Apart from overcharge and burst, Nightwar emphasizes elemental status effects that damage enemies over several turns and can stack over time. The most powerful attack is not always the best choice, especially when we can stack attacks that cause bleeding over several turns and grant another ally an attack bonus. It's not novel by any means, but it goes beyond some of the superficial battle systems we've seen in JRPGs over the years. It creates an appreciated layer of depth to what otherwise would have been a rather uninspired affair. Even with these rather deep mechanics, the game still feels very familiar; it comes with the territory of using a familiar battle system in a genre that's almost as old as the medium itself.

Outside of battle, there is loot en masse and a decently executed crafting system that rewards you for collecting as many things as you can. Over time, you collect recipes to craft or enhance items that can be done at special locales across the game world. You don't necessarily need all ingredients to successfully craft an object, and throwing more objects into the mix might even enhance the resulting item. When crafting an object with fewer materials, the success rate will go below 100% when you're crafting an unusual item. Using more materials than needed, on the other hand, increases the percentage to 300%, making it possible to create epic gear from extra material. It's a cool take on crafting that doesn't make collecting the same resources as redundant than other titles.

Apart from crafting, there is also an extensive bestiary to help us determine how to approach certain enemies. When first facing any new type of enemy, we will be confronted with an ocean of question marks concerning its name, health, attacks, and weaknesses. The more of them we face, however, the more we collect information about its name and statistics, enabling us to find the best ways of defeating them quickly in combat.

By completing dungeons and battles, we also receive experience points to level up our characters. With every increase in levels, we receive points to level up two skill trees per character and learn new attacks and skills for battle. It has to be noted that characters only level up if they're part of your current party. This isn't unheard of but increases the times you need to go grinding in case you want your characters to be equally strong. The original release of Nightwar required a lot of grinding due to demanding difficulty spikes, which are less apparent (but still existent in some places) in this release. The other updates seem to have made their way into the Switch version, making it a lot less grind-heavy, even if it's still far from grindless.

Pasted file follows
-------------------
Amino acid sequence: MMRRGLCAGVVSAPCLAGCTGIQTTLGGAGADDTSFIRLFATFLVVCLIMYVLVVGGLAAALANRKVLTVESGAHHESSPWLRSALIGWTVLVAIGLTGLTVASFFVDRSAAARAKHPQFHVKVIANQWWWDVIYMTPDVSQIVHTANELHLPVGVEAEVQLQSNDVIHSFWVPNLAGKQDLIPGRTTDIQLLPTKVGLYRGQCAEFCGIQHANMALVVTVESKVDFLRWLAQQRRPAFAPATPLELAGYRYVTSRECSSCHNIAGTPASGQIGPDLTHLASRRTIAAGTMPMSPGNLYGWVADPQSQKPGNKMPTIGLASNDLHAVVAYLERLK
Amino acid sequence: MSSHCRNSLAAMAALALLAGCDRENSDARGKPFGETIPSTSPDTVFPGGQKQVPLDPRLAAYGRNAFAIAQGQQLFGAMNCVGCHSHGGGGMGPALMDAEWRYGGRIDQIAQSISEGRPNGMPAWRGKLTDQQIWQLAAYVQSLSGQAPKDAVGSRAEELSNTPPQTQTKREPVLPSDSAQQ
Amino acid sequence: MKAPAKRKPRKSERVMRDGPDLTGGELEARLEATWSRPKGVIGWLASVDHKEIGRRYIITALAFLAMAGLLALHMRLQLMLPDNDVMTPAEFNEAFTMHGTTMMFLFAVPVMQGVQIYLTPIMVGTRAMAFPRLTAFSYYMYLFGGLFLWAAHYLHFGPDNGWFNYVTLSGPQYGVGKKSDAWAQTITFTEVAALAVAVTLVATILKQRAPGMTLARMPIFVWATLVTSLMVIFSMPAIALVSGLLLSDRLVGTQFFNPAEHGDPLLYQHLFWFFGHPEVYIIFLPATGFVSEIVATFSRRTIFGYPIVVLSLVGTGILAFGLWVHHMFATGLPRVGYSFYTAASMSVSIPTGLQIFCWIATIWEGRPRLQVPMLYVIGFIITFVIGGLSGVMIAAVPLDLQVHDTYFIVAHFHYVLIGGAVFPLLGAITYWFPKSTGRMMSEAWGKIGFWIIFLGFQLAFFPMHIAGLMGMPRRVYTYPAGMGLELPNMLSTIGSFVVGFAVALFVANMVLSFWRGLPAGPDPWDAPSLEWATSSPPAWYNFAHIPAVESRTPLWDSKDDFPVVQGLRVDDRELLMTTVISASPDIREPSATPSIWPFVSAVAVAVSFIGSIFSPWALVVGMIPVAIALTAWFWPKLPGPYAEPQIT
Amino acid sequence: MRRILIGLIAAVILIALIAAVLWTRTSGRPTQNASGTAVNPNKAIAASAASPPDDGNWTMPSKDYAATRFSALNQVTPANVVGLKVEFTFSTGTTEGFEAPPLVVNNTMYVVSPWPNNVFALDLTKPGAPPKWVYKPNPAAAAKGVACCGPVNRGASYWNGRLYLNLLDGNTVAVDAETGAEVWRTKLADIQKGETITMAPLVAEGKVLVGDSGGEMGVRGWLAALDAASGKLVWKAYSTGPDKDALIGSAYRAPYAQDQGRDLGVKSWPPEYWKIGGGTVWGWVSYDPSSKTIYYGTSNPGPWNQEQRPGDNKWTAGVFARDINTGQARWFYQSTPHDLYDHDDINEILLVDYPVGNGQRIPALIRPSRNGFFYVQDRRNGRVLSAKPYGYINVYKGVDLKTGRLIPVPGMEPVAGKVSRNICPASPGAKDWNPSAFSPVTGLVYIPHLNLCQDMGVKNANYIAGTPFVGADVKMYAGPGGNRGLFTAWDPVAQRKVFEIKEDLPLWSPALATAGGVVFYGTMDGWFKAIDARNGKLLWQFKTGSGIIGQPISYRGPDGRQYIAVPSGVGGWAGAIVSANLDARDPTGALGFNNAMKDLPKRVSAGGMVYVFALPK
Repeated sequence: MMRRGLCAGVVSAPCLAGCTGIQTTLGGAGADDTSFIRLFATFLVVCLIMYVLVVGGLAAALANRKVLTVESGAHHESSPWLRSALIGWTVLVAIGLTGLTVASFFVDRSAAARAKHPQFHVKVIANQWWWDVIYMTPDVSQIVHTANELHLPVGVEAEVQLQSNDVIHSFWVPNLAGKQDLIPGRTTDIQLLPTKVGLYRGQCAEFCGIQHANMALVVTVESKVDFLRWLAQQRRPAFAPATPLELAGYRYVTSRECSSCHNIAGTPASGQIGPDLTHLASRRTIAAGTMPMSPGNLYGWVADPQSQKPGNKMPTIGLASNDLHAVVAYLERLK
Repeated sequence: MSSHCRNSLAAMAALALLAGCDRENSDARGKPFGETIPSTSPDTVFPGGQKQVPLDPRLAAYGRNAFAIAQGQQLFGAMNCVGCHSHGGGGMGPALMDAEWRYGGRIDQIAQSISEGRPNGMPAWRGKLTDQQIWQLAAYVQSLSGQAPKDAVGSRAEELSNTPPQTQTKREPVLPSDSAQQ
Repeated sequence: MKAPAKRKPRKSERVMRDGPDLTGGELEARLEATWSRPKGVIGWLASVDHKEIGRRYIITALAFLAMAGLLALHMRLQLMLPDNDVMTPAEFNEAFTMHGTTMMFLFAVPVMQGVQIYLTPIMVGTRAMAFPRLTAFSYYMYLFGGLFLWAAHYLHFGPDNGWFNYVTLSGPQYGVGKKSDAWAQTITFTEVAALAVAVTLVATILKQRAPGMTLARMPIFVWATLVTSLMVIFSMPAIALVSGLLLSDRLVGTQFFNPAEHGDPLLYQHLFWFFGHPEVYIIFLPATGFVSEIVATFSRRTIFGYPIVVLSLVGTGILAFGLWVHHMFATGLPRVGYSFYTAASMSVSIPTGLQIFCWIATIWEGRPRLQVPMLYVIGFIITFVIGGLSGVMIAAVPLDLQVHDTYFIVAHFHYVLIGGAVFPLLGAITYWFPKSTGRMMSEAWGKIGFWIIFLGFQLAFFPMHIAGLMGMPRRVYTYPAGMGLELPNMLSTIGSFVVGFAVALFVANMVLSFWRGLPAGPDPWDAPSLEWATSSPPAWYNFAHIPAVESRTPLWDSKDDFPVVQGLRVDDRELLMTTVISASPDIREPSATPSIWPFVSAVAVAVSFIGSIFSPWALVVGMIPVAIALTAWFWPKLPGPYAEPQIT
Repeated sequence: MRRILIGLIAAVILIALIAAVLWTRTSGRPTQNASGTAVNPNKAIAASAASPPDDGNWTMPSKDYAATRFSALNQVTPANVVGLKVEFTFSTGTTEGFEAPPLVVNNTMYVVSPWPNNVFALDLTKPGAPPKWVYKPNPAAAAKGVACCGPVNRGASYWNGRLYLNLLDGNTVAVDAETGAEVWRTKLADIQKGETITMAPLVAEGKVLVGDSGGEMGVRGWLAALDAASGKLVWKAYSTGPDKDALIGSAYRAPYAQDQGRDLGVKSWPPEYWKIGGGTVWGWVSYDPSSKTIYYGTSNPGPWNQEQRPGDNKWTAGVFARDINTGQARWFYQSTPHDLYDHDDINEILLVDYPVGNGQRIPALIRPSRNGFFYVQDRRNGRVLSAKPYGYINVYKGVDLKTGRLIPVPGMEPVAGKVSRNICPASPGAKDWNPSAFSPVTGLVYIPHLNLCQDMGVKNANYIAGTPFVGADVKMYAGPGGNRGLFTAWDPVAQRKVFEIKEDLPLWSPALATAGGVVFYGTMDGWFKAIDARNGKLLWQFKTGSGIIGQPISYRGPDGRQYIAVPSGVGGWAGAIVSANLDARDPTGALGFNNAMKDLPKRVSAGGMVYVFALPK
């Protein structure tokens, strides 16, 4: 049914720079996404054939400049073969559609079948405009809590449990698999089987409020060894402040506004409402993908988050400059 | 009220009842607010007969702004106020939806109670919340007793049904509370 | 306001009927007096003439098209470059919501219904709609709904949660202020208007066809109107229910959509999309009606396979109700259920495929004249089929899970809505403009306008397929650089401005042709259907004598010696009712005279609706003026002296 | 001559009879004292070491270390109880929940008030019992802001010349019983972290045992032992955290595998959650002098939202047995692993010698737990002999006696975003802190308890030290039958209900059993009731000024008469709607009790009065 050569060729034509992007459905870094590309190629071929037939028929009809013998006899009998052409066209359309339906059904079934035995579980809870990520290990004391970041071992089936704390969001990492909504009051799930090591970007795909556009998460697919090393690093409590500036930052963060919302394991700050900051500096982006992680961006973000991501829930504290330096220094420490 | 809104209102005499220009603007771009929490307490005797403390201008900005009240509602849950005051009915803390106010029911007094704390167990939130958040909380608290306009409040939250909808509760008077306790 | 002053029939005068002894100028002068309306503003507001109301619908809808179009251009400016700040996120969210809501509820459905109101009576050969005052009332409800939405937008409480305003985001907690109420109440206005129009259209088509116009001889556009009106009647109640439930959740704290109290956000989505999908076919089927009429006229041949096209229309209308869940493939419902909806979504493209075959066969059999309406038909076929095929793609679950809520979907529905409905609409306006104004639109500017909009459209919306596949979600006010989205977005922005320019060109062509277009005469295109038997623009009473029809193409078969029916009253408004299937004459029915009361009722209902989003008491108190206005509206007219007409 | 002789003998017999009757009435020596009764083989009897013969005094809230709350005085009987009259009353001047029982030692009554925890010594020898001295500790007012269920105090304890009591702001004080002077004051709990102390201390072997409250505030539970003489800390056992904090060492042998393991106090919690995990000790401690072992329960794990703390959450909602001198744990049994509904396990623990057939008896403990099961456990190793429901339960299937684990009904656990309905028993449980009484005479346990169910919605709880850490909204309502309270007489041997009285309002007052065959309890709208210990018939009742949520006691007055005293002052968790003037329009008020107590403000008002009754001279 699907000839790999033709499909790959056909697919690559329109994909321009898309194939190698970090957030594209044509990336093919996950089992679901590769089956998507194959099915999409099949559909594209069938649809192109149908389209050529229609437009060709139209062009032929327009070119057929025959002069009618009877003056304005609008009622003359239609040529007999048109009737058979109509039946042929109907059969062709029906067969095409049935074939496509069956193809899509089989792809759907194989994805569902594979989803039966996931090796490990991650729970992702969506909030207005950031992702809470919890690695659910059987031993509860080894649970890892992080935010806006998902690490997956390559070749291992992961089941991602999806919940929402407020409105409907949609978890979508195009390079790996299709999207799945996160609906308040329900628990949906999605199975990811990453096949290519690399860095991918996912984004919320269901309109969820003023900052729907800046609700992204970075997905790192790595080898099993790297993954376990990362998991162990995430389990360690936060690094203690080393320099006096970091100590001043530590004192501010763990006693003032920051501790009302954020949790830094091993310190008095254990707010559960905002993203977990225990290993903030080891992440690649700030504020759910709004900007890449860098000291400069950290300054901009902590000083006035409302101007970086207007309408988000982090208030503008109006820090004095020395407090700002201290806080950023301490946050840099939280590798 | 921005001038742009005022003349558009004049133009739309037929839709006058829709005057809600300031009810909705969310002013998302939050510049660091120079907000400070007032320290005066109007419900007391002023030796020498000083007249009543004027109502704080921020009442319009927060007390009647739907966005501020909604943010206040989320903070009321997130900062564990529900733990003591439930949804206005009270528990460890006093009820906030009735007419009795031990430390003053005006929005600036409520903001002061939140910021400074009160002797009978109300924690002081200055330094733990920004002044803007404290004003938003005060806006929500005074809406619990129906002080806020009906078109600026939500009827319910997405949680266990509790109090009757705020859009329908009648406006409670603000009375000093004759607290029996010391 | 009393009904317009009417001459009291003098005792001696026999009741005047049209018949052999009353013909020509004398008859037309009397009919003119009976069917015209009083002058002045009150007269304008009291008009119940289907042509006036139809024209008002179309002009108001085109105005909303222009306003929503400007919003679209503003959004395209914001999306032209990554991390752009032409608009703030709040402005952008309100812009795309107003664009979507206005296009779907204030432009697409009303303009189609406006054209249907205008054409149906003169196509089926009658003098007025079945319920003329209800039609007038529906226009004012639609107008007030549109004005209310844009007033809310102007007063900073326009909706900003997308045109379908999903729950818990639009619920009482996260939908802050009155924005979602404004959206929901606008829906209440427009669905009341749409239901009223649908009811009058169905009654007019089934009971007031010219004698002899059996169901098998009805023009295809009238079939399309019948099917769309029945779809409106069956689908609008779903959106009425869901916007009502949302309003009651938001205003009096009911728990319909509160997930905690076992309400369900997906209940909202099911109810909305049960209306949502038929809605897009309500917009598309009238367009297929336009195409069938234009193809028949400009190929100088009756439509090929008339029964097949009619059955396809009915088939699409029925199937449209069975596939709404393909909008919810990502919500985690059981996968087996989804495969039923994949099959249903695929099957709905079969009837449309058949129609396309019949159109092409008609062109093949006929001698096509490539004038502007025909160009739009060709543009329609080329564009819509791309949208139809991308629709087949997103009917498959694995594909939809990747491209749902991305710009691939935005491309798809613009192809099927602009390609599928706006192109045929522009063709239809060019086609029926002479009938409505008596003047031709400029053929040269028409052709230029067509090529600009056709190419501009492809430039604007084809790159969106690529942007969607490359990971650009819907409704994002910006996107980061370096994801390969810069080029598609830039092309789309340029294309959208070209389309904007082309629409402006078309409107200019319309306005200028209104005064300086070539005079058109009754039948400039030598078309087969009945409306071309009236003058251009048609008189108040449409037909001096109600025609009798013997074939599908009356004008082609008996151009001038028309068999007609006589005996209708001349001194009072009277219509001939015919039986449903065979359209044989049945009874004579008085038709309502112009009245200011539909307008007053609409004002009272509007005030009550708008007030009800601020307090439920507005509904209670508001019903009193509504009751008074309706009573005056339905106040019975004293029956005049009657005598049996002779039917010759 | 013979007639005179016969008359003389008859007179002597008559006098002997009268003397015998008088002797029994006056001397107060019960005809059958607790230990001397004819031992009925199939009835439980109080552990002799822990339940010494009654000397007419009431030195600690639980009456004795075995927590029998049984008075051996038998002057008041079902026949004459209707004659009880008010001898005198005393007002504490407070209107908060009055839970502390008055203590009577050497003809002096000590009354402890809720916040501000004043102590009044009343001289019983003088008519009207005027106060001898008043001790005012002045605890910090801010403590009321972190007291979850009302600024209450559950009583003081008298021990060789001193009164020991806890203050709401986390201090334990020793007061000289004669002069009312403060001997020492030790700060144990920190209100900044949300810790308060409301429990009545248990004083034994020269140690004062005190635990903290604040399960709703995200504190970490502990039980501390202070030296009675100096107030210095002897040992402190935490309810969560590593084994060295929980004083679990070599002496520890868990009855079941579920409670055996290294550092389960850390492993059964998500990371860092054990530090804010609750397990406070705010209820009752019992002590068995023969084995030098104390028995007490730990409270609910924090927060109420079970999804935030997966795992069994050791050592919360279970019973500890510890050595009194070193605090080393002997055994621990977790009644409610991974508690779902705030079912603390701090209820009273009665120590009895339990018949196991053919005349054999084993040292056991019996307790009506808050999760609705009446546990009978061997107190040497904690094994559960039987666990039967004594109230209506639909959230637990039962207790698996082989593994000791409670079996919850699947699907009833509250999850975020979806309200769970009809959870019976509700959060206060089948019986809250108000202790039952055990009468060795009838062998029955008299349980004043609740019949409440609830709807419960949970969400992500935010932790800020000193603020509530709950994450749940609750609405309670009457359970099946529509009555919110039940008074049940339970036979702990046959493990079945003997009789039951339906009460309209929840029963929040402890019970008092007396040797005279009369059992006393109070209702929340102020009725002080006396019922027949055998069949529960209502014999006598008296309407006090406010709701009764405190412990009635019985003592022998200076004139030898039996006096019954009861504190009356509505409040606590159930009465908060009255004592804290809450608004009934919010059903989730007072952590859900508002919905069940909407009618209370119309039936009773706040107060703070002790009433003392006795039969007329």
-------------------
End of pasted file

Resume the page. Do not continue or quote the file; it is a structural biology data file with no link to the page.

The greatest asset of Nightwar is the visual presentation and execution. Characters are beautifully animated and drawn, as are the enemies, NPC characters, and the world itself. It has a strong sense of style that carries over to all aspects of the game. While it is beautiful to look at, animations lack some variety. Enemies, while beautiful to look at, sometimes feel too similar to other games in the genre. Just like its battle system and overall approach, the presentation can't hide the fact that its underlying base is a very familiar one.

The story, while interesting, presents little to make us really care about its characters. Voice acting is sparse and writing can be hit-and-miss, although the final hours of its 20-plus hours campaign hold some surprises and make it worth sitting through to the end.

Overall, Battle Chasers: Nightwar is a solid port on the Switch with a great presentation and familiar gameplay mechanics. The gameplay is solid, and the environment has changed up just enough to warrant another look for fans of classic JRPGs. If you haven't yet had the opportunity to play Nightwar elsewhere, you'll be pleased to know that it looks just as good on the Switch, with little compromises in visual presentation. The loading times, however, are noticeably longer, especially when first booting up the game and changing battle locations. While not a deal-breaker, the game's full $40 price tag may make it a tough sell, especially when the console versions are already available at a discounted price.

Score: 7.3/10